“We will be leveraging all the capabilities we have been building over the last five years to support the liquidity that we are putting on top of the custody solution,” added Friedman. “We provide the technology that powers nine crypto markets and as they expand their client base, we hope that they see us as a good place for custody and we would obviously love connectivity to those exchanges as well.”

In addition, Nasdaq has expanded its anti-financial crime technology with new coverage for the cryptocurrency ecosystem, including a comprehensive suite of crypto-specific detection capabilities through its Verafin and surveillance product offerings.

“We can support banks for their digital wallets or government fiat wallets and make sure they are managing their financial crime risk,” added Friedman. “Within markets and trading we have custom-built modules to manage the crypto surveillance so we can offer a complete suite of products.”

New structure

In September Nasdaq also announced a new structure that organises its business units into three divisions – Market Platforms, Capital Access Platforms, and Anti-Financial Crime – from next year.

Market Platforms will be led by Tal Cohen, currently head of North American markets. The division will include North American and European market services, market infrastructure technology, digital assets and carbon markets and focus on maximizing the liquidity of capital markets. The business will also centre around the modernization of markets, including the migration of markets and core infrastructure to the cloud, and the emergence of blockchain. The product engineering team and product marketing will also move into the division so there is a more holistic way to run the business in an agile format.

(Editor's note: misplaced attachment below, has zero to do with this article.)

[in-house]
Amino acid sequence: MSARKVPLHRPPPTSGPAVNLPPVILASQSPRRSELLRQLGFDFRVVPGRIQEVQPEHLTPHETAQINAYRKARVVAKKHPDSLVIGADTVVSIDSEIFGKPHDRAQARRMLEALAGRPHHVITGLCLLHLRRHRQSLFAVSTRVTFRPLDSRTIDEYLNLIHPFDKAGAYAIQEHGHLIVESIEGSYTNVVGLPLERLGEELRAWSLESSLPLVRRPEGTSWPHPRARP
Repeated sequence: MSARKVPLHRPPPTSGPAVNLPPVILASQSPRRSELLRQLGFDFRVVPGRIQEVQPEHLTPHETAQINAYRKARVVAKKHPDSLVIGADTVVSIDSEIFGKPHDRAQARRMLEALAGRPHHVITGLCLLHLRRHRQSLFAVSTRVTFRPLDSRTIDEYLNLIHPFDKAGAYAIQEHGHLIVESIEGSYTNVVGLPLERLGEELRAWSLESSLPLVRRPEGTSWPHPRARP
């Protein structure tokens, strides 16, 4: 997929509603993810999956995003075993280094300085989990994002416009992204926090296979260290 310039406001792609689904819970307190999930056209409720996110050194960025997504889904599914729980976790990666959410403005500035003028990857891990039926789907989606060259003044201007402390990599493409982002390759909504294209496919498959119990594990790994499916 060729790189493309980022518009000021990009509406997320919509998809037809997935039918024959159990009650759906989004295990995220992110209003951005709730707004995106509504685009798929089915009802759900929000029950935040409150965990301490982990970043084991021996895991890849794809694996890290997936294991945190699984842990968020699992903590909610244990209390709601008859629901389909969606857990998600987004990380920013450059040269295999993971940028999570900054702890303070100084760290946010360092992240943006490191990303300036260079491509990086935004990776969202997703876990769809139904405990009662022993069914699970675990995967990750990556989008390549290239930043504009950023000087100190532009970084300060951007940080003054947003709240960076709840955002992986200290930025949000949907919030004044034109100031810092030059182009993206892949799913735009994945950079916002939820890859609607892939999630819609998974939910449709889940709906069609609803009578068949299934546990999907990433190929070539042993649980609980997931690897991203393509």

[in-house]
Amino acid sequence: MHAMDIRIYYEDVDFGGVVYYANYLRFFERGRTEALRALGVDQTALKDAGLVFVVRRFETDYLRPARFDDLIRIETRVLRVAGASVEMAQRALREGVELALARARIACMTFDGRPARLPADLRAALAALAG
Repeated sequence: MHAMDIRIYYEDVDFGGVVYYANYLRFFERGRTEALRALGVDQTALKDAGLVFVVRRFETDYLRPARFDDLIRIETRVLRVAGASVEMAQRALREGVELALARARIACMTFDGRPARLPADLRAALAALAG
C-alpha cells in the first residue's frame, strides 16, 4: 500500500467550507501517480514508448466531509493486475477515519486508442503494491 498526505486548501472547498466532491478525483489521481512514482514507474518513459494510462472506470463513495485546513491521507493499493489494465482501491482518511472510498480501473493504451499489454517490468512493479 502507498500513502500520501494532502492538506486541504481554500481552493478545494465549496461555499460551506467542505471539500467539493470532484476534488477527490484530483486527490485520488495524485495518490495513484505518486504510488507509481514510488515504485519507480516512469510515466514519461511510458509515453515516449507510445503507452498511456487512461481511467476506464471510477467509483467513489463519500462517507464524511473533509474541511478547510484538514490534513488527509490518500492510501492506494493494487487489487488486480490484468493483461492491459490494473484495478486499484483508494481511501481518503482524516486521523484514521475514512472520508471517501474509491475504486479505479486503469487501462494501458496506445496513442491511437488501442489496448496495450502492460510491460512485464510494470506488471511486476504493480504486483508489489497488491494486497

“We are migrating our own markets to our next generation exchange platform in an edge cloud environment,” said Friedman.  “We are also actively deploying our next generation market platform to our market technology clients and our new structure gives us an opportunity to drive a broader strategy as one integrated unit.”

Source: Nasdaq

Capital Access Platforms will combine the corporate platforms and investment intelligence businesses and be led by Nelson Griggs, who will continue his role as president of the Nasdaq Stock Exchange.

Nasdaq is seeing a sustained prioritization across the buy side on long-term value creation and a response from corporates to engage their investor base in this construct. Therefore, there is a notable opportunity for Nasdaq to become a leading environmental, social and governance solutions provider according to Friedman.